The first important event of the celebrations is the display of her possessions. With no thought of humility, the dowry is shown off with its latest technologies to the delight of the nosiest old women. “The mugs aren’t made of porcelain” ”This fabric isn’t imported” “Where is the DVD?” “And what about the blender?” The fall of the Berlin Wall has also cracked the borders of this culture. Traditions are powerfully affirmed under the unstoppable influence of modernisation. “The couple are old to be getting married”, the majority agrees. “They should have had the wedding years ago”.

Fikrie is twenty-three years old and Ahmed is twenty-four. They met in a Physics class at the American University in the capital. They are not a traditional couple; they interact with the intimacy and complicity of having spent time together. Even if the bride has her doubts about the celebrations and being painted, the townsfolk are all ready. The band will play all day and night for the whole weekend. The lambs have been lined up. The fabrics and dyes have been chosen.

It is a party for the whole town to join in. The celebrations mainly take place in the town square: music and a banquet for everyone. The Balkan melody of the zurna brings harmony to the hubbub of dozens of inhabitants milling around the band. The little ones rummage in their grandmothers’ pockets looking for popcorn cornets. The women come out to dance in their pantaloons and veils specially put together for these occasions. The men accompany them dressed in designer suits. But the teenagers are the ones that last the longest; the girls wear out the end of their stiletto heels, whilst the boys watch them nervously, only sometimes losing their shyness.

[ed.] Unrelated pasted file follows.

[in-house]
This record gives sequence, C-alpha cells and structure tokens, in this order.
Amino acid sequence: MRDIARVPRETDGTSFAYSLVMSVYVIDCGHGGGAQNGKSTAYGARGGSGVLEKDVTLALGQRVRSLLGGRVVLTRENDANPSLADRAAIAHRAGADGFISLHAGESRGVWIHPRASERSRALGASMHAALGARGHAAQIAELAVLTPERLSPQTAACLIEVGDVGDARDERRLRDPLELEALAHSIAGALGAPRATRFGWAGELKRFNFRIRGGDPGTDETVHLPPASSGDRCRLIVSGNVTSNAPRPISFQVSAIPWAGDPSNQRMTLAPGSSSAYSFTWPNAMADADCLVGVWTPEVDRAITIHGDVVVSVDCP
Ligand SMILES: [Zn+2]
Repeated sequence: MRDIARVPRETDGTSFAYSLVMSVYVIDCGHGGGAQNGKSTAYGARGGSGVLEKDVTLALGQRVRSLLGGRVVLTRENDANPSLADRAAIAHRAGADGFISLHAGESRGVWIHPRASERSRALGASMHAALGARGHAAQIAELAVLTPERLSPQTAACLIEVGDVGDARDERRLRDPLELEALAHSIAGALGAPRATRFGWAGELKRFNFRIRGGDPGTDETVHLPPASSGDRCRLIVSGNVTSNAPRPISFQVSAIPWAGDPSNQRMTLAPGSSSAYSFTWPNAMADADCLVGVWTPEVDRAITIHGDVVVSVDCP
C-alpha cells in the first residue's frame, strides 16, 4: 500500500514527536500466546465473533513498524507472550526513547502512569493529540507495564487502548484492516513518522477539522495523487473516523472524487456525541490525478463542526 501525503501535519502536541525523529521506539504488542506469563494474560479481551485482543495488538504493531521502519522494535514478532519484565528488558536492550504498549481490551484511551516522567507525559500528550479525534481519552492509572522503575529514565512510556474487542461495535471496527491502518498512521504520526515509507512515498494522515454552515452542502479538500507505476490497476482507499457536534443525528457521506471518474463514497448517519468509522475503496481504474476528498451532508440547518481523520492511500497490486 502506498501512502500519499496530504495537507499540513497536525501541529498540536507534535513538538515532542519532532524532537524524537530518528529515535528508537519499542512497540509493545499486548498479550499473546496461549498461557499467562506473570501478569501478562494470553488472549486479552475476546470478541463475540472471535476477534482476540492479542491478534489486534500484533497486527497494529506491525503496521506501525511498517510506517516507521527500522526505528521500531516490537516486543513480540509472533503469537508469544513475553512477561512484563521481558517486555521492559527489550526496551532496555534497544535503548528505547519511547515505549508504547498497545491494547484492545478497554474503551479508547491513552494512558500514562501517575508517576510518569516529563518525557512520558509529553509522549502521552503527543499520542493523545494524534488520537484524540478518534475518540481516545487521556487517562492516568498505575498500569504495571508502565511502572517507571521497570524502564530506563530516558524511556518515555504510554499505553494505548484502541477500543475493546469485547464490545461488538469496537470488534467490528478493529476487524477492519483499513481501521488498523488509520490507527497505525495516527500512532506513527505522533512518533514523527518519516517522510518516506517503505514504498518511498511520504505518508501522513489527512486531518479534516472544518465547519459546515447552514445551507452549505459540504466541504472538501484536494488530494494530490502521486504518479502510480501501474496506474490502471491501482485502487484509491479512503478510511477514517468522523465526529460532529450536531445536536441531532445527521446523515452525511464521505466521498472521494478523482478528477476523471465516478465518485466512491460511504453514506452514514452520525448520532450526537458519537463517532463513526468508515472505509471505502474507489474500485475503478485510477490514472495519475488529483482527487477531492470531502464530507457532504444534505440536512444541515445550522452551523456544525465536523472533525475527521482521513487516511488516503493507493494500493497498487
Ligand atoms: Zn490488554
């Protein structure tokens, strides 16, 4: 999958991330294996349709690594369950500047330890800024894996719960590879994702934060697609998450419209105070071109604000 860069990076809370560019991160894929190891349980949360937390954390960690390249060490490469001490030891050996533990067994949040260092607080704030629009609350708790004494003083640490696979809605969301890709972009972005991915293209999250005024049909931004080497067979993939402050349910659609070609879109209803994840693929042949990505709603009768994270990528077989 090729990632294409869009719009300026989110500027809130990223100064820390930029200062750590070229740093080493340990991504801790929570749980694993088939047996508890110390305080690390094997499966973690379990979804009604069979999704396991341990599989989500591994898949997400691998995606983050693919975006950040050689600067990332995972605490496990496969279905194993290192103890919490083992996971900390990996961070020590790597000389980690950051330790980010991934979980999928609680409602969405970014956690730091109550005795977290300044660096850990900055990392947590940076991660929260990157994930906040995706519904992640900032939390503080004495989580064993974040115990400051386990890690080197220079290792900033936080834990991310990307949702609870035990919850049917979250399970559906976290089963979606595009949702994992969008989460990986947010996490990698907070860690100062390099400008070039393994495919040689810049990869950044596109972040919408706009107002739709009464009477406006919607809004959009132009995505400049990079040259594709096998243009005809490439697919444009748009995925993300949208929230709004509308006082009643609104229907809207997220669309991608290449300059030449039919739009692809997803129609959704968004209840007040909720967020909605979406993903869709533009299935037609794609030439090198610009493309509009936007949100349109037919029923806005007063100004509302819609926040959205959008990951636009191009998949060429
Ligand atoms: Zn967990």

Single women can take their veils off when going into the bar “if they are looking for a partner”, the people of this mountainous village explain to us. The Pomaks of Ribnovo are not fussy about the number of guests or religious guidelines. The banqueting tables await the guests laden with lamb, soft drinks and also beer.

Ribnovo. Saturday 19.00

The band has stopped playing for today. Photographers, journalists and townspeople have gathered in the bride’s parents’ house. In the centre of the lounge there is a bowl with natural dyes. The women paint their hands and fingers while the men watch.

Outside, the rain melts the first snow of the winter. Tomorrow is the big day.

On the dawn of the second day, the groom’s family assembles their contribution to the wedding in the town square. The chipped walls of the central cafe are covered with suits, mirrors, trinkets, more fabrics and blankets. All the effects are spread out on wooden structures ready and waiting for the nuptial ritual: the pilgrimage to the bride’s house. The townsfolk and the band follow the groom to his rendezvous.
Before this innocent rendezvous, the girls and women share a few last moments with the wife-to-be in the room that saw her grow. Pink wallpaper. A bed full of cuddly toys and childish embroideries. Nervous giggles and sexual jokes. Fikrie is no longer a girl.

Ribnovo. Sunday 19.00

The bride’s house. The celebration has given way to the most important ritual of all. Next to the dowry now lie the groom’s possessions. The bride’s face and body are covered from the groom’s gaze. She has left her childhood room behind her. With barely a second thought, the possessions are being loaded into the removal van. The journey of marriage begins for the couple.

The villagers escort them to their new apartment. The music and dancing keeps on. Night has fallen; they measure their last steps in the dark. Once they have been blessed by the imam the bride’s face will be cleaned by her husband in their own intimacy. The cream will be wiped off with milk and, for the first time, they will share a bed.

During the night people in the town whisper “It’s probably not the first time they sleep have slept together”, but it doesn’t matter. The wedding has been celebrated. The family name has not been shamed. Ribnovo’s traditions are safe. Weddings will be held until the last snows melt, and the new winter snows will stand in mute witness to this event that is so full of tradition, culture, religion, and affirmation as well.

Rosa Vroom and Cristina Aldehuela